Wednesday, April 12, 2017

A Liturgy on the Atonement

Holy Wednesday is known as “Spy Wednesday” because on this day, Judas is said to have made a bargain with the high priest to betray Jesus.  It is a time when the crowds, so effusive in their praise of Jesus on Sunday, now are turning against him.  They will eventually betray him, as did Judas, demanding the Romans to “Crucify Him”.

As I meditate on this scene, I contemplate how easy it is for me to be swayed by desire and fear into spaces that disconnect me from the divine.  Judas succumbed to something inside us, as did the people, in choosing to separate themselves from the god who could save them.  Is this not symbolic of so much we do as humans?  When we are filled with desire or fear, we can be swayed to a kind of mob mentality, a choice to destroy rather than to build, a choice to separate rather than connect. 

In a symbolic way, this choice to separate ourselves from God is the essence of the Garden narrative.  When Eve and Adam made a choice to be human, they chose to disconnect themselves from God.  As Mormons, we embrace this as an essential choice – the right choice, yet we must also realize that they “sinned” in doing so.   The plan was for them to learn through their own experience to distinguish good and evil, and when they would sin, a Savior would be provided for them.

So here we are, mid-Holy Week, contemplating the betrayal of Judas, the fear-based mob mentality that drives a wedge in our relationship with god, separating us from the divine.  This is the gathering of the darkness in our journey, when we contemplate the our separation from God, and our need for the Savior.   We seek something.


A moment of silence touches my soul as I consider the word, and how much baggage this principle provides for so many who have embarked on a journey of Thoughtful Faith.  Our Book of Mormon describes the atonement in very specific terms:

“For as death hath passed upon all men, to fulfil the merciful plan of the great Creator, there must needs be a power of resurrection, and the resurrection must needs come unto man by reason of the fall; and the fall came by reason of transgression; and because man became fallen they were cut off from the presence of the Lord. Wherefore, it must needs be an infinite atonement—save it should be an infinite atonement this corruption could not put on incorruption.
For the atonement satisfieth the demands of justice" (2 Nephi 9:6-7, 26)
This explanation gives me pause, because it says that God is so rigid, so fixed on justice, that he must have a *satisfaction* of the law, and such satisfaction must be infinite.  I have three responses to this:

1.  Is that a good description for a god of love? 
2.  Where did the idea of “satisfaction” of law and justice come from?
3.  How does this doctrine affect how we live?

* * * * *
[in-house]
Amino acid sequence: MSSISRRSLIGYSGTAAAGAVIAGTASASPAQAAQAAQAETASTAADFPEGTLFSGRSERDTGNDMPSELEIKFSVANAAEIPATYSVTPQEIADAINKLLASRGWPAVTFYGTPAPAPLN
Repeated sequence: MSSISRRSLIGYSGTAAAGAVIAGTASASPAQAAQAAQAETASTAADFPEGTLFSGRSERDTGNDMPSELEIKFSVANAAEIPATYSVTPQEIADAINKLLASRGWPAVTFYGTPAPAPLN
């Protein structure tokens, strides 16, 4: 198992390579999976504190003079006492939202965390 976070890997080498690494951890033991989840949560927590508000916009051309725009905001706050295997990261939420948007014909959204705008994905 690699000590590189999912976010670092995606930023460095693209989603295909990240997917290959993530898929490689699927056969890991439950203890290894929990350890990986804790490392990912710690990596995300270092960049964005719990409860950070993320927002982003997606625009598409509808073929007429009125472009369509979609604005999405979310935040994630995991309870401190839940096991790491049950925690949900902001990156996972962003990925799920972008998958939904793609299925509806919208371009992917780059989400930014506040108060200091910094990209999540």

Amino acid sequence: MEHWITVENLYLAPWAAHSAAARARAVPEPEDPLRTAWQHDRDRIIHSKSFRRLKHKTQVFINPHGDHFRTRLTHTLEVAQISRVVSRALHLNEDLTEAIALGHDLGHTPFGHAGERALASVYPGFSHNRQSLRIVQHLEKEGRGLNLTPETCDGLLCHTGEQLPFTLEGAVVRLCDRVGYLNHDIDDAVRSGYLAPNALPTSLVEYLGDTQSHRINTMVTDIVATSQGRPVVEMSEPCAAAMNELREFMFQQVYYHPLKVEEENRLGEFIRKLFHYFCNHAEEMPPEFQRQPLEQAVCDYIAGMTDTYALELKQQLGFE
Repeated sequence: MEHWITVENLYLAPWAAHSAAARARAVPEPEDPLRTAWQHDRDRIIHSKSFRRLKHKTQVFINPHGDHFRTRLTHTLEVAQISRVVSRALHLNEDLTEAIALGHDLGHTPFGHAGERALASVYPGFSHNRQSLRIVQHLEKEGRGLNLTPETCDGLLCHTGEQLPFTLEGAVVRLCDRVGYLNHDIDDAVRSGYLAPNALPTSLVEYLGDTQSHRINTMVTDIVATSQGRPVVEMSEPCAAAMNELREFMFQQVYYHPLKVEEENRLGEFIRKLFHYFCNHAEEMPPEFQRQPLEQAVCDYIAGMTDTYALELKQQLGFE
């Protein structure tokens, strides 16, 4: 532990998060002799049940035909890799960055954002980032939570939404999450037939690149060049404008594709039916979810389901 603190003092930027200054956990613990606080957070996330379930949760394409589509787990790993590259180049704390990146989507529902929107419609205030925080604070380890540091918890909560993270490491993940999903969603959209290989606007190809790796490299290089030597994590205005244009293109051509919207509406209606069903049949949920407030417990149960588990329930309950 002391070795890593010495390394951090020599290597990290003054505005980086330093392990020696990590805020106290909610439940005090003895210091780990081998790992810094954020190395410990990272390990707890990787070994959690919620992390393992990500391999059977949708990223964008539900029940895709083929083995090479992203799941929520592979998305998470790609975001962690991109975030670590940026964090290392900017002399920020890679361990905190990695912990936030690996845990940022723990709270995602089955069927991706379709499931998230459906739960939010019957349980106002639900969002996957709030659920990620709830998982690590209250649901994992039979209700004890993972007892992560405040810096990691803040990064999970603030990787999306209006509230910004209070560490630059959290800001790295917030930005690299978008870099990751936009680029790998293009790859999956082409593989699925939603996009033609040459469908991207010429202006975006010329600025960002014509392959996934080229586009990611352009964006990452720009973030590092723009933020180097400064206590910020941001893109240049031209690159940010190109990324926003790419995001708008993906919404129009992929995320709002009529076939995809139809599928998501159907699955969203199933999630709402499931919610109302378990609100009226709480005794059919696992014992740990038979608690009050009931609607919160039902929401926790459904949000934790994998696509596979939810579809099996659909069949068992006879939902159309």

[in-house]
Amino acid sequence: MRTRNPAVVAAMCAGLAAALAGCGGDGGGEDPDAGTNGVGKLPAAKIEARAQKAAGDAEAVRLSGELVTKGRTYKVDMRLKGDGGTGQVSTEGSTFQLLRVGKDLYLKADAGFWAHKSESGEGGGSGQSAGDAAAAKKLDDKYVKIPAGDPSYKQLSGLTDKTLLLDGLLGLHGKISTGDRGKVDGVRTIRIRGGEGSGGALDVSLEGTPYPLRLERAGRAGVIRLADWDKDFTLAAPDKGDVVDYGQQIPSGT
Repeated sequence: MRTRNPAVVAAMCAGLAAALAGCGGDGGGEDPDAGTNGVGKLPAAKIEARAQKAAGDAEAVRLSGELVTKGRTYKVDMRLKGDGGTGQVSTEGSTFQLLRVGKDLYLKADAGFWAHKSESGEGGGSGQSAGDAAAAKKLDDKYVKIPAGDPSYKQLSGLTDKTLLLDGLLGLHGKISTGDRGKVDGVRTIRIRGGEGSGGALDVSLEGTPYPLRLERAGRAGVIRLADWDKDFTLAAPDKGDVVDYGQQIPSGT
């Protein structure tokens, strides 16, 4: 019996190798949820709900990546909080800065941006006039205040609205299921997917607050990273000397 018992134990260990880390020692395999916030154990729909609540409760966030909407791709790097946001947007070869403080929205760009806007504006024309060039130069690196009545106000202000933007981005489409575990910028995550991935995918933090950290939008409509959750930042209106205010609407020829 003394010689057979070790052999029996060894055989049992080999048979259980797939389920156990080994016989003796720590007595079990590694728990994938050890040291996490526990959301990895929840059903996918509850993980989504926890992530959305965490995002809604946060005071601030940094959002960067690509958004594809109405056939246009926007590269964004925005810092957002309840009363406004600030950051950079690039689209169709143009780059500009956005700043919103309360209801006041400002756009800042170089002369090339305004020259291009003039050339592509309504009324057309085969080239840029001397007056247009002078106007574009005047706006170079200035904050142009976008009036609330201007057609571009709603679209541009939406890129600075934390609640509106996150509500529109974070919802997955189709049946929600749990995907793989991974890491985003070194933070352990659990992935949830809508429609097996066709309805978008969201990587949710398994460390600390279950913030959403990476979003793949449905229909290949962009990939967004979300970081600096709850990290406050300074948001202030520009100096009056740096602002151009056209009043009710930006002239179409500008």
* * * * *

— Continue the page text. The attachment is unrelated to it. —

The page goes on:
To the first point, I do not believe that God is so vengeful, so demanding of justice, that he requires the death of his Son in order to satisfy an infinite need for justice.  I think this makes god out to be a monster, rigid and inflexible.  But more importantly, such a doctrine justifies a kind of legalism in how we behave toward one another, that we can justify condemning others based upon this principle. 

Secondly, this idea of “satisfaction” is interesting in its origin.  The use of the term indicates that the Book of Mormon’s view of atonement derives from Anselm’s Satisfaction Theory of Atonement, that Jesus Christ suffered and died to satisfy God’s just wrath against man’s transgressions, from Adam onward.  In effect, much of our LDS thinking of the atonement derives from this, and from Calvin’s Penal Substitution Theory of Atonement.  Whether to satisfy god’s wrath, or to stand as substitute for the punishment mankind deserves, these theories of Atonement all make god a monster. 

The problem is that these theories of atonement do arise not from scripture, but rather, a distinctly non-Mormon worldview: that mankind is a degenerate, fallen creature, totally depraved, and incapable of freedom to choose the right.  Mormons, on the other hand, believe that we are co-eternal with God, that the Fall was a necessary part of a plan, and that mankind is imbued with free agency: we can choose to do good, or we can choose otherwise. 

As for the third point, I simply wonder, when we focus so much on the guilt and pain we have caused Christ; when we harrow ourselves with shame for our sinful selves, what are we to do differently because of these theories of atonement?  How do they help us?

I don’t believe they do.  And when I read the Passion narrative of Christ, I find no evidence at all of these theories.

I believe we need to embrace a more inspiring model for atonement, one that first examines, this Holy Wednesday, what it means for us to separate ourselves from God, and then finds the Way to reconnect ourselves to God. 

The Wednesday Liturgy starts with the betrayal of Judas.  There is a scene where Mary of Bethany anoints Jesus head with a “pound of spikenard, very costly”, and Judas reaction was that he thought this to be over the top.  Indeed, the value of twelve ounces of this imported essential oil from Nepal was an entire year’s salary for a laborer, perhaps the equivalent in today’s dollars of $30,000.  Yet as frivolous as this seemed, Jesus allowed it. 

The scriptures paint Judas as evil in his intent, but I’m not sure that is a fair assessment.  He may have had good intention, we cannot be sure.  His act was to move the story along, but more importantly, his act of betrayal, for whatever reason, was an act to *separate* Christ from his disciples, and vice versa. 

In like fashion, the people who a few days earlier celebrated hosannas at Jesus’ triumphal entry were now doubting, and ultimately called to *separate* themselves from Jesus, demanding him to be crucified.

When we look back to the symbolism of the Fall, the act of Eve and Adam to partake of the fruit caused them to *separate* from the presence of God.